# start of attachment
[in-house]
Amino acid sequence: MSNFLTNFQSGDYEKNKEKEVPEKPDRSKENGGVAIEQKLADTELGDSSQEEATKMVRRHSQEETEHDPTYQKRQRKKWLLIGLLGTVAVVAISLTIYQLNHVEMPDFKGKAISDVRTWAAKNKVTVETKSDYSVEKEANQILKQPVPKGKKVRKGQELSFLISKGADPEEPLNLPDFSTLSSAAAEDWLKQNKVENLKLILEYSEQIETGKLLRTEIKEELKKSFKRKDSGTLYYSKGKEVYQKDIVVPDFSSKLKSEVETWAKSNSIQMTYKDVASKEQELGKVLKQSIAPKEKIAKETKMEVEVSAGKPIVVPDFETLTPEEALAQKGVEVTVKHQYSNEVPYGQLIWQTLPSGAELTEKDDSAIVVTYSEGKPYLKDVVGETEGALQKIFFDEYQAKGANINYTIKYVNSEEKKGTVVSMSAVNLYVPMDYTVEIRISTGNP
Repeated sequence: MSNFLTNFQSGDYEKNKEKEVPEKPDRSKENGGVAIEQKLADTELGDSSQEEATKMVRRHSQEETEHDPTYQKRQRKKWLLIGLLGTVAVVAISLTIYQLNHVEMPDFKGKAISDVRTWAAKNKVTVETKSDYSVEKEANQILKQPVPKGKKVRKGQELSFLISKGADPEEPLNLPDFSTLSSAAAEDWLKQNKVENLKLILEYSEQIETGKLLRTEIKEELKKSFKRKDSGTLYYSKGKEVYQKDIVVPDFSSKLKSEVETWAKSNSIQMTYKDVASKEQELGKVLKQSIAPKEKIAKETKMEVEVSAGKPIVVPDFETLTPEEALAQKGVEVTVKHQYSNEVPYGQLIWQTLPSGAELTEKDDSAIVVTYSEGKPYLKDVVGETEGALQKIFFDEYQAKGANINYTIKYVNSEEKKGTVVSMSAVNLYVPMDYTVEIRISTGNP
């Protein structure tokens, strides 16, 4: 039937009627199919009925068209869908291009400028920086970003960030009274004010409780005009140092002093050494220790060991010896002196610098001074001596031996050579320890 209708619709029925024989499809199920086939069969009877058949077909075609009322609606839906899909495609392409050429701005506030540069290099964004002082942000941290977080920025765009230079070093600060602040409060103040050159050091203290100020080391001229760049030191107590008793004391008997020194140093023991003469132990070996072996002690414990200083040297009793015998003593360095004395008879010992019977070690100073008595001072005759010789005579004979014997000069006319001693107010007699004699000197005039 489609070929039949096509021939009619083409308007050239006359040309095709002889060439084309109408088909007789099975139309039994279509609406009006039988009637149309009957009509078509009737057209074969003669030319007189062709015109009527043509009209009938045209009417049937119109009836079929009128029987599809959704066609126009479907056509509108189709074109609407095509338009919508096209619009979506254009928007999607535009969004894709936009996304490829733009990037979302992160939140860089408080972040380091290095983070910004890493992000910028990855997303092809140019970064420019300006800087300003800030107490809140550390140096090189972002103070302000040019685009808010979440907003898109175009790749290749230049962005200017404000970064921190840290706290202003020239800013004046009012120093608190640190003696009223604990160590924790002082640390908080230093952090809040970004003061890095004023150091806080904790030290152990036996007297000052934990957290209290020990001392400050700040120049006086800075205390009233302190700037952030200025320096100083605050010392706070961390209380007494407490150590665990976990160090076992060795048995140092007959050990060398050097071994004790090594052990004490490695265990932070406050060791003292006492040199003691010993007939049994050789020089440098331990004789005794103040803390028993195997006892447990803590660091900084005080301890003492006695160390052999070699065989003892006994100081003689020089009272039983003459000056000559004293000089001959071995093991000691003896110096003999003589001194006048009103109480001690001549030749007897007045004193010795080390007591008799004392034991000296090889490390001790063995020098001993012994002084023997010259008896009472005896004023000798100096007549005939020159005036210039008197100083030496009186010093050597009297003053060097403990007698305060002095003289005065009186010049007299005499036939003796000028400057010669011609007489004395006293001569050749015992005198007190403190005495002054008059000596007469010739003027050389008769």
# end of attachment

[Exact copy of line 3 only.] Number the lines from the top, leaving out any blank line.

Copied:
Repeated sequence: MSNFLTNFQSGDYEKNKEKEVPEKPDRSKENGGVAIEQKLADTELGDSSQEEATKMVRRHSQEETEHDPTYQKRQRKKWLLIGLLGTVAVVAISLTIYQLNHVEMPDFKGKAISDVRTWAAKNKVTVETKSDYSVEKEANQILKQPVPKGKKVRKGQELSFLISKGADPEEPLNLPDFSTLSSAAAEDWLKQNKVENLKLILEYSEQIETGKLLRTEIKEELKKSFKRKDSGTLYYSKGKEVYQKDIVVPDFSSKLKSEVETWAKSNSIQMTYKDVASKEQELGKVLKQSIAPKEKIAKETKMEVEVSAGKPIVVPDFETLTPEEALAQKGVEVTVKHQYSNEVPYGQLIWQTLPSGAELTEKDDSAIVVTYSEGKPYLKDVVGETEGALQKIFFDEYQAKGANINYTIKYVNSEEKKGTVVSMSAVNLYVPMDYTVEIRISTGNP